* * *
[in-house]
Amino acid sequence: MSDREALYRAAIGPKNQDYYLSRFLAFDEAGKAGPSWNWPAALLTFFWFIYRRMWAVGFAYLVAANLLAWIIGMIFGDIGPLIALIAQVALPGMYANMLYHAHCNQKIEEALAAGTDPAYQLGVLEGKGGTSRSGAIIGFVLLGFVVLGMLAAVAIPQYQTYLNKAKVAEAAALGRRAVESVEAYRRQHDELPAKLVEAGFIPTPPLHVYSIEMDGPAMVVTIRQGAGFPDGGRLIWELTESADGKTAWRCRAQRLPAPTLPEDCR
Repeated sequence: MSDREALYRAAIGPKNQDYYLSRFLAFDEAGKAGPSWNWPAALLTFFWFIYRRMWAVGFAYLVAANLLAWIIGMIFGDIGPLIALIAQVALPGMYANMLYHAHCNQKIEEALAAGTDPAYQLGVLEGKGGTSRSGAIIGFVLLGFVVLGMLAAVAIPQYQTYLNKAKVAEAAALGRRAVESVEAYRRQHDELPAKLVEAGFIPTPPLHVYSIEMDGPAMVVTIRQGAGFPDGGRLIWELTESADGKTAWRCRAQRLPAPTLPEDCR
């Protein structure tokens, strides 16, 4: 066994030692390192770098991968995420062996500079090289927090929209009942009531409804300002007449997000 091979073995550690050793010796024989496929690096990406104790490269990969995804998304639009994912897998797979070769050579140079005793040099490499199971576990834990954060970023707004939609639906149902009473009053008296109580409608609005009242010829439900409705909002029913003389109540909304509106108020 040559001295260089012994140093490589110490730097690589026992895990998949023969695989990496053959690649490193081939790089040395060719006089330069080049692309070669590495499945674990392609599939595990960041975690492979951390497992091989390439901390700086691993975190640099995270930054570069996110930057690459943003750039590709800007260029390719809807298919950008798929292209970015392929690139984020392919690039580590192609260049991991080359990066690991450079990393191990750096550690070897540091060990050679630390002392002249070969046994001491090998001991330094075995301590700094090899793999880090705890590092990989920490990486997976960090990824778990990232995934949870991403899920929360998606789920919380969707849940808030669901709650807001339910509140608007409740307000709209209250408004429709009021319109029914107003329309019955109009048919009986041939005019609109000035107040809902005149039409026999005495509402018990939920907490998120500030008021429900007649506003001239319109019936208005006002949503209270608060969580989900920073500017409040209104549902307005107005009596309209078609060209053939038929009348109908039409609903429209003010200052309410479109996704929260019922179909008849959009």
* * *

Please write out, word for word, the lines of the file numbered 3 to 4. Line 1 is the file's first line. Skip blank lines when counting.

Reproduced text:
Repeated sequence: MSDREALYRAAIGPKNQDYYLSRFLAFDEAGKAGPSWNWPAALLTFFWFIYRRMWAVGFAYLVAANLLAWIIGMIFGDIGPLIALIAQVALPGMYANMLYHAHCNQKIEEALAAGTDPAYQLGVLEGKGGTSRSGAIIGFVLLGFVVLGMLAAVAIPQYQTYLNKAKVAEAAALGRRAVESVEAYRRQHDELPAKLVEAGFIPTPPLHVYSIEMDGPAMVVTIRQGAGFPDGGRLIWELTESADGKTAWRCRAQRLPAPTLPEDCR
């Protein structure tokens, strides 16, 4: 066994030692390192770098991968995420062996500079090289927090929209009942009531409804300002007449997000 091979073995550690050793010796024989496929690096990406104790490269990969995804998304639009994912897998797979070769050579140079005793040099490499199971576990834990954060970023707004939609639906149902009473009053008296109580409608609005009242010829439900409705909002029913003389109540909304509106108020 040559001295260089012994140093490589110490730097690589026992895990998949023969695989990496053959690649490193081939790089040395060719006089330069080049692309070669590495499945674990392609599939595990960041975690492979951390497992091989390439901390700086691993975190640099995270930054570069996110930057690459943003750039590709800007260029390719809807298919950008798929292209970015392929690139984020392919690039580590192609260049991991080359990066690991450079990393191990750096550690070897540091060990050679630390002392002249070969046994001491090998001991330094075995301590700094090899793999880090705890590092990989920490990486997976960090990824778990990232995934949870991403899920929360998606789920919380969707849940808030669901709650807001339910509140608007409740307000709209209250408004429709009021319109029914107003329309019955109009048919009986041939005019609109000035107040809902005149039409026999005495509402018990939920907490998120500030008021429900007649506003001239319109019936208005006002949503209270608060969580989900920073500017409040209104549902307005107005009596309209078609060209053939038929009348109908039409609903429209003010200052309410479109996704929260019922179909008849959009």